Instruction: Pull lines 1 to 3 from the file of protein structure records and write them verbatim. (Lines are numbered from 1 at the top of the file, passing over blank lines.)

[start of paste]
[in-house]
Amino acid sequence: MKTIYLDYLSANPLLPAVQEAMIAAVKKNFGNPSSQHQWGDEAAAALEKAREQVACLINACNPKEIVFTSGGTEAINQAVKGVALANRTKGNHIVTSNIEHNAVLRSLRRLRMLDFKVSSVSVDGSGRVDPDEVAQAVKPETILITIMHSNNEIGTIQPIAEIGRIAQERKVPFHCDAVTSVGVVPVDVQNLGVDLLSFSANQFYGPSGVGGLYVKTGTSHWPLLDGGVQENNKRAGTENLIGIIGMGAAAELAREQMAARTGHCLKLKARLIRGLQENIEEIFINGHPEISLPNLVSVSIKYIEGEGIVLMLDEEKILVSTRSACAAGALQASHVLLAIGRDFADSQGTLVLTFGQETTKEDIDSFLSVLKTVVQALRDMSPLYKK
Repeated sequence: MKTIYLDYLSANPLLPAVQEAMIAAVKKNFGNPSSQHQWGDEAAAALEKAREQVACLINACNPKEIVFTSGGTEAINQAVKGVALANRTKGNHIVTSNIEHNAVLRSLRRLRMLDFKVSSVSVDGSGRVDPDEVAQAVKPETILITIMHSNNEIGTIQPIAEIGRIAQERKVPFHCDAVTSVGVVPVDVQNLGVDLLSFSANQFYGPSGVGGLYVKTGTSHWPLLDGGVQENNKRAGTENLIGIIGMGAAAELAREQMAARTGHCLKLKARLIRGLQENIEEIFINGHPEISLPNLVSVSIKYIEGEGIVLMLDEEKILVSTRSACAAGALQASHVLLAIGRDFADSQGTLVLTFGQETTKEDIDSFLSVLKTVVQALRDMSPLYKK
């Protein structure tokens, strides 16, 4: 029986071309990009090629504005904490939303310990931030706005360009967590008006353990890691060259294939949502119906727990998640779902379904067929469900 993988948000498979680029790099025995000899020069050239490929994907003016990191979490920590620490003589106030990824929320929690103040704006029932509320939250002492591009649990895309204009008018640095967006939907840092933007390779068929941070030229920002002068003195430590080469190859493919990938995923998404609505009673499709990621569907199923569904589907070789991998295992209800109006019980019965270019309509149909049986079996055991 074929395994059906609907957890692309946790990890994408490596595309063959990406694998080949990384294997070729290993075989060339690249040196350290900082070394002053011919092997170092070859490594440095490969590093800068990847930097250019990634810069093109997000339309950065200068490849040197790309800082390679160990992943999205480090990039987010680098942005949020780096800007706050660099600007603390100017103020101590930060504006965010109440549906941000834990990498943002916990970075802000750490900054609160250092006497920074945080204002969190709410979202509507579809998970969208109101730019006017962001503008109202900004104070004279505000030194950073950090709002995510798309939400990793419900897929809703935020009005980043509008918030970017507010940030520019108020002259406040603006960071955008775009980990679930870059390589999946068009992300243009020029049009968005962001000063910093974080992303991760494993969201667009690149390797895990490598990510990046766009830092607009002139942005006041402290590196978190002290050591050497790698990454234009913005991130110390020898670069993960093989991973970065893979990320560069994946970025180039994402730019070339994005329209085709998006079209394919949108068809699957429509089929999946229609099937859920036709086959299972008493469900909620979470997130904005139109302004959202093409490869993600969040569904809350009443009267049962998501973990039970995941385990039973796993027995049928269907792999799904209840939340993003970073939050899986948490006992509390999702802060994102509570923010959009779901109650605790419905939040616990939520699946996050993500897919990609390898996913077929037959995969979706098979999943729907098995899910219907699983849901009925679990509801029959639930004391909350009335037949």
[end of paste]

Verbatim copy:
[in-house]
Amino acid sequence: MKTIYLDYLSANPLLPAVQEAMIAAVKKNFGNPSSQHQWGDEAAAALEKAREQVACLINACNPKEIVFTSGGTEAINQAVKGVALANRTKGNHIVTSNIEHNAVLRSLRRLRMLDFKVSSVSVDGSGRVDPDEVAQAVKPETILITIMHSNNEIGTIQPIAEIGRIAQERKVPFHCDAVTSVGVVPVDVQNLGVDLLSFSANQFYGPSGVGGLYVKTGTSHWPLLDGGVQENNKRAGTENLIGIIGMGAAAELAREQMAARTGHCLKLKARLIRGLQENIEEIFINGHPEISLPNLVSVSIKYIEGEGIVLMLDEEKILVSTRSACAAGALQASHVLLAIGRDFADSQGTLVLTFGQETTKEDIDSFLSVLKTVVQALRDMSPLYKK
Repeated sequence: MKTIYLDYLSANPLLPAVQEAMIAAVKKNFGNPSSQHQWGDEAAAALEKAREQVACLINACNPKEIVFTSGGTEAINQAVKGVALANRTKGNHIVTSNIEHNAVLRSLRRLRMLDFKVSSVSVDGSGRVDPDEVAQAVKPETILITIMHSNNEIGTIQPIAEIGRIAQERKVPFHCDAVTSVGVVPVDVQNLGVDLLSFSANQFYGPSGVGGLYVKTGTSHWPLLDGGVQENNKRAGTENLIGIIGMGAAAELAREQMAARTGHCLKLKARLIRGLQENIEEIFINGHPEISLPNLVSVSIKYIEGEGIVLMLDEEKILVSTRSACAAGALQASHVLLAIGRDFADSQGTLVLTFGQETTKEDIDSFLSVLKTVVQALRDMSPLYKK